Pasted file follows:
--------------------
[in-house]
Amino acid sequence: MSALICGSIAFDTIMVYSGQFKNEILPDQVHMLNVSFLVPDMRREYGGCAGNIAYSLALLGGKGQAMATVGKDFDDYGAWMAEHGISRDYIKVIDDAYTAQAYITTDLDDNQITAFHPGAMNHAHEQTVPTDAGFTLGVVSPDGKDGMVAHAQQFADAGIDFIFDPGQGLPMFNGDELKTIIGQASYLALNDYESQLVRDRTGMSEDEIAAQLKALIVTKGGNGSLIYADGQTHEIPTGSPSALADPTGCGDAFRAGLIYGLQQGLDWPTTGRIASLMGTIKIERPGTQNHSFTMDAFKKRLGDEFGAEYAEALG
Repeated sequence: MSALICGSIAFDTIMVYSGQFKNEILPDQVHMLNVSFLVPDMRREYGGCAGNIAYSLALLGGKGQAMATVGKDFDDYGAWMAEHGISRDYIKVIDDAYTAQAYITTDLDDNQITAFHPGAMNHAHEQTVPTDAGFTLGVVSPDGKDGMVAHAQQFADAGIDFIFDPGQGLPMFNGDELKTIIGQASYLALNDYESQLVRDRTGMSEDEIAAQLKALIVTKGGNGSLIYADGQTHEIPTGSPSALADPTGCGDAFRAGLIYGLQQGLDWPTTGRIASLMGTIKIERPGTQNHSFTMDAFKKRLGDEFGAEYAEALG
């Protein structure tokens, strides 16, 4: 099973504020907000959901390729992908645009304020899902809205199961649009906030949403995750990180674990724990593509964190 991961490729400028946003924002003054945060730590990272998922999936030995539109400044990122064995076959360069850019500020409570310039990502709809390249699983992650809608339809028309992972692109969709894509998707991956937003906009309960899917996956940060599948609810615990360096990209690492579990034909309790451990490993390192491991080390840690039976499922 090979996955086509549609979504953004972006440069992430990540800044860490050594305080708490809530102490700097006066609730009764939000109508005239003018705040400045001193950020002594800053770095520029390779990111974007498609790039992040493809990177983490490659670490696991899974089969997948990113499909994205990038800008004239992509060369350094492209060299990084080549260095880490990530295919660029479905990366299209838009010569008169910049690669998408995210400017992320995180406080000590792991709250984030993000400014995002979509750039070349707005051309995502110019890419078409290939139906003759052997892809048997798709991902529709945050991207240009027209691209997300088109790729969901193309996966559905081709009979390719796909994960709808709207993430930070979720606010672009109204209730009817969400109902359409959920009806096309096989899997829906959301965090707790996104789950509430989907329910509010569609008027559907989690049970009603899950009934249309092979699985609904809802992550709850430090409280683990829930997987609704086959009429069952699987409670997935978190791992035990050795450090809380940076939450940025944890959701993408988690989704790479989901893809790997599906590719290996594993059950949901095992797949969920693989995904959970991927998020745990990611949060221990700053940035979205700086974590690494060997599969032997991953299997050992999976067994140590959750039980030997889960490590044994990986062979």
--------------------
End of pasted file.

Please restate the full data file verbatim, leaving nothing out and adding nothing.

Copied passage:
[in-house]
Amino acid sequence: MSALICGSIAFDTIMVYSGQFKNEILPDQVHMLNVSFLVPDMRREYGGCAGNIAYSLALLGGKGQAMATVGKDFDDYGAWMAEHGISRDYIKVIDDAYTAQAYITTDLDDNQITAFHPGAMNHAHEQTVPTDAGFTLGVVSPDGKDGMVAHAQQFADAGIDFIFDPGQGLPMFNGDELKTIIGQASYLALNDYESQLVRDRTGMSEDEIAAQLKALIVTKGGNGSLIYADGQTHEIPTGSPSALADPTGCGDAFRAGLIYGLQQGLDWPTTGRIASLMGTIKIERPGTQNHSFTMDAFKKRLGDEFGAEYAEALG
Repeated sequence: MSALICGSIAFDTIMVYSGQFKNEILPDQVHMLNVSFLVPDMRREYGGCAGNIAYSLALLGGKGQAMATVGKDFDDYGAWMAEHGISRDYIKVIDDAYTAQAYITTDLDDNQITAFHPGAMNHAHEQTVPTDAGFTLGVVSPDGKDGMVAHAQQFADAGIDFIFDPGQGLPMFNGDELKTIIGQASYLALNDYESQLVRDRTGMSEDEIAAQLKALIVTKGGNGSLIYADGQTHEIPTGSPSALADPTGCGDAFRAGLIYGLQQGLDWPTTGRIASLMGTIKIERPGTQNHSFTMDAFKKRLGDEFGAEYAEALG
């Protein structure tokens, strides 16, 4: 099973504020907000959901390729992908645009304020899902809205199961649009906030949403995750990180674990724990593509964190 991961490729400028946003924002003054945060730590990272998922999936030995539109400044990122064995076959360069850019500020409570310039990502709809390249699983992650809608339809028309992972692109969709894509998707991956937003906009309960899917996956940060599948609810615990360096990209690492579990034909309790451990490993390192491991080390840690039976499922 090979996955086509549609979504953004972006440069992430990540800044860490050594305080708490809530102490700097006066609730009764939000109508005239003018705040400045001193950020002594800053770095520029390779990111974007498609790039992040493809990177983490490659670490696991899974089969997948990113499909994205990038800008004239992509060369350094492209060299990084080549260095880490990530295919660029479905990366299209838009010569008169910049690669998408995210400017992320995180406080000590792991709250984030993000400014995002979509750039070349707005051309995502110019890419078409290939139906003759052997892809048997798709991902529709945050991207240009027209691209997300088109790729969901193309996966559905081709009979390719796909994960709808709207993430930070979720606010672009109204209730009817969400109902359409959920009806096309096989899997829906959301965090707790996104789950509430989907329910509010569609008027559907989690049970009603899950009934249309092979699985609904809802992550709850430090409280683990829930997987609704086959009429069952699987409670997935978190791992035990050795450090809380940076939450940025944890959701993408988690989704790479989901893809790997599906590719290996594993059950949901095992797949969920693989995904959970991927998020745990990611949060221990700053940035979205700086974590690494060997599969032997991953299997050992999976067994140590959750039980030997889960490590044994990986062979």